New England's Adopt a Boat brings commercial fishing home to kids

PHOTO/James MacPherson/AJOC
welchlanieLR.jpg Commercial fishing is often referred to as the invisible industry, because for the most part, it’s conducted far from shore and out of sight. That fosters a lack of awareness and understanding of the importance of the industry, especially by those who don’t reside in coastal communities.

To counteract that, educators and fishermen in New England have launched a joint program called Adopt a Boat, which directly links commercial fishing with classrooms.

It takes students from kindergarten through high school and pairs them with harvesters to give the kids a more accurate picture of the fishing life. The students get to see fishermen at work by taking day trips on their boats and observing the technical aspects of fishing, boat safety, navigation and conservation techniques.

The Adopt-a-Boat program, which is funded by the Northeast Consortium, was created and organized by New England fisherman and some big guns, including the Massachusetts Institute of Technology Sea Grant College Program, Gulf of Maine Aquarium, North Atlantic Marine Alliance and the Woods Hole Oceanographic Institute.

According to the project’s mission statement, the goal is "to use commercial fishing boats as a vehicle for teaching the complexities of marine resource utilization, marine ecology and life as a fisherman to K-12 students. In addition, we will facilitate the presentation of a balanced picture of commercial fishing, helping to build an enlightened citizenry regarding marine resource utilization and its importance to coastal communities."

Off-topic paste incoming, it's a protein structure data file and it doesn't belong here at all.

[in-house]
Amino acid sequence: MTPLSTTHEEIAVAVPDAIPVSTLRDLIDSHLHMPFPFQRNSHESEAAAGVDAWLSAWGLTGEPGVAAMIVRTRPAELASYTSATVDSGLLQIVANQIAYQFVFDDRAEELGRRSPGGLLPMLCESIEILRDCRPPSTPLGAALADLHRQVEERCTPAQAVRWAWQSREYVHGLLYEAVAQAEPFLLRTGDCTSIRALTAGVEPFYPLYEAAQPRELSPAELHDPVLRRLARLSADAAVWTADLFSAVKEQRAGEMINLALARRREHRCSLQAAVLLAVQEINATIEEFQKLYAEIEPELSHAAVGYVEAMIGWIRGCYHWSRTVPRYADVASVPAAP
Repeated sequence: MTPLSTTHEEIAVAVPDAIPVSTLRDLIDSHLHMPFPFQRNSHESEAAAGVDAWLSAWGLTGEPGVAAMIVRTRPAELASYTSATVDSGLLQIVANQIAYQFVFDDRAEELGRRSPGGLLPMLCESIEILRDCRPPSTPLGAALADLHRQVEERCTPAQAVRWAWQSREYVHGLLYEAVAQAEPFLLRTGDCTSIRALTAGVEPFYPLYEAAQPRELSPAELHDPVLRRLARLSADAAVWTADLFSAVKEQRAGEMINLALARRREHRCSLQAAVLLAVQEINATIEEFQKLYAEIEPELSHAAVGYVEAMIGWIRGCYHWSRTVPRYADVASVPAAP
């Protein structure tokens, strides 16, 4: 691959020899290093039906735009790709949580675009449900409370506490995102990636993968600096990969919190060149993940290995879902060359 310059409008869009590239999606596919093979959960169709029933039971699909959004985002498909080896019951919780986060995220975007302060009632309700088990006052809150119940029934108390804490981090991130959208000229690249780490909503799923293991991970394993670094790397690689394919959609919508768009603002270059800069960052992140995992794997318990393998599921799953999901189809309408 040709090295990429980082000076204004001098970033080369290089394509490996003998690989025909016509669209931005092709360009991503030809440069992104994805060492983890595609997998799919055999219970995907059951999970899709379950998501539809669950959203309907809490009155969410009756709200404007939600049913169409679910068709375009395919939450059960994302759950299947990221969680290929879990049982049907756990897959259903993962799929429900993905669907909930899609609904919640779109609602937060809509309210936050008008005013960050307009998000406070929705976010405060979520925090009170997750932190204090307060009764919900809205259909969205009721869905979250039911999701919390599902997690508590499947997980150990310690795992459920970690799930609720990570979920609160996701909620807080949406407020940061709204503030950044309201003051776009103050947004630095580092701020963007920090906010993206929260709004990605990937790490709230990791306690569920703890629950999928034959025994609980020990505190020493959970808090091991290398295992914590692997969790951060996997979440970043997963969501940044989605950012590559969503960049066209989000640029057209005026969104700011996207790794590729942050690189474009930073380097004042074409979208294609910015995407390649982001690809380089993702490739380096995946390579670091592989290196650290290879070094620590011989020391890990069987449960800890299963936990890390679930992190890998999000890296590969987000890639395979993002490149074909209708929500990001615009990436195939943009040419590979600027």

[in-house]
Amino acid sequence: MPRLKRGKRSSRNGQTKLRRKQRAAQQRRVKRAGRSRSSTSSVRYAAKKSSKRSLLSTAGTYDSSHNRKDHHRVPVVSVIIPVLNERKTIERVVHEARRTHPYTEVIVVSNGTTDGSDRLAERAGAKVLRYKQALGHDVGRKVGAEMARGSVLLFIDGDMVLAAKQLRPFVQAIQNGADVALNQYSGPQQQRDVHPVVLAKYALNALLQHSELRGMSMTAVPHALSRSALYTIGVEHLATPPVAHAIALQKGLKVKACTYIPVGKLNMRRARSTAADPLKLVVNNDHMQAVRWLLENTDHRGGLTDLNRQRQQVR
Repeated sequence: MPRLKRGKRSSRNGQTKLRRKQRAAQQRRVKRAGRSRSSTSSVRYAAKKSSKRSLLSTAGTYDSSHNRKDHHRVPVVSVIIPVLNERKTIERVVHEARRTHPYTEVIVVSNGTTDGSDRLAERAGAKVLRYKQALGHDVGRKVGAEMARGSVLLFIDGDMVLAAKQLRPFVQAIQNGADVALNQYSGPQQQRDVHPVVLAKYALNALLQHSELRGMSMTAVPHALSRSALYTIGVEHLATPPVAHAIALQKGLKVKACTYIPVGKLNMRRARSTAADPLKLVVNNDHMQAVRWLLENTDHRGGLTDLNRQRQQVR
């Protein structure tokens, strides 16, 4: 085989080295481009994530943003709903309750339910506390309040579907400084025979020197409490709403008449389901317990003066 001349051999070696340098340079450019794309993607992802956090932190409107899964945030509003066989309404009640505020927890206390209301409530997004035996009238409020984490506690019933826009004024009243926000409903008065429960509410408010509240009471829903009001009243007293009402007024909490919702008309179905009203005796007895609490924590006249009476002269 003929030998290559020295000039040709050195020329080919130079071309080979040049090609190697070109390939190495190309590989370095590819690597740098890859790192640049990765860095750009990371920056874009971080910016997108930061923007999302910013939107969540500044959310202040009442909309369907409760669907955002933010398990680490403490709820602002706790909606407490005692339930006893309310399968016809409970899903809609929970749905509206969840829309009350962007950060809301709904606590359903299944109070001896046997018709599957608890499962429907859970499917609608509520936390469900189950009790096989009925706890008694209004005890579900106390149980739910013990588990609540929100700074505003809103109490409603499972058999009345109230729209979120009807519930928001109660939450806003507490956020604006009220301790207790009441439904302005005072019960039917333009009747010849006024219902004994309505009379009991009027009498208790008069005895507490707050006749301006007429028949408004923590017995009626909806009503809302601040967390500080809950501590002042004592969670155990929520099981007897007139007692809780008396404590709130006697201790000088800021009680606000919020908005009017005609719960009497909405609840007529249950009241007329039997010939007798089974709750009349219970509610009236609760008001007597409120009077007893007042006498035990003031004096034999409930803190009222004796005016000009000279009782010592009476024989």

So far, eight vessel captains have joined with 11 schools in Maine, Massachusetts, New Hampshire and Vermont for the first year of the program. Adopt a Boat includes a variety of vessel types fishing the Gulf of Maine and Georges Bank. Each boat is linked with a partnering classroom in the same geographic region as the vessel’s home port. In the second year, the program will expand to include roughly 100 classrooms across New England.

Vessels are compensated for any boat time required to fulfill their classroom partnerships, and the captain and crew are paid for meetings, class visits and other shore activities associated with the project.

Schools are also compensated for direct costs associated with their Adopt-a-Boat participation and are outfitted with the technologies required to meet the requirements of their partnership, such as digital cameras and Internet access. Partnerships range from daily involvement to occasional or short-term, focused interactions, the details of which are worked out among the teachers, skippers and project staff.

One fisherman said he is participating in the program to counter the image that most fishermen spend their free time hanging out in bars or using drugs, as portrayed in the movie, "The Perfect Storm."

"There are good family men who take their kids to soccer practice, go to church, have mortgages, are real people," Vincent Balzano told Working Waterfront.

Cam McLellan, owner of the 72-foot dragger Adventurer, took four students from environmental studies classes at a New Hampshire school for an overnight trip in September, which ended with a visit to the nation’s first display auction in Portland, Maine. A week later, he visited two classes at the school and answered questions from 60 students.

McLellan told the Fish Info Service that he will introduce math students to the challenges of net building and history students to the rich history of commercial fishing in subsequent visits. For more information, see (

Samples boost sales

When you believe you have a superior product, one of the most effective marketing tactics is to send samples of your product to buyers. The Norwegian Seafood Export Council is doing just that. According to, the NSEC is sending packages of frozen farmed salmon products to about 1,000 food service and distribution companies across the United States. The response rate so far has reportedly been favorable, with 70 responses from the first 200 samples sent out.

Kodiak-based free-lance writer Laine Welch can be reached via e-mail at ([email protected]).

11/25/2001 - 8:00pm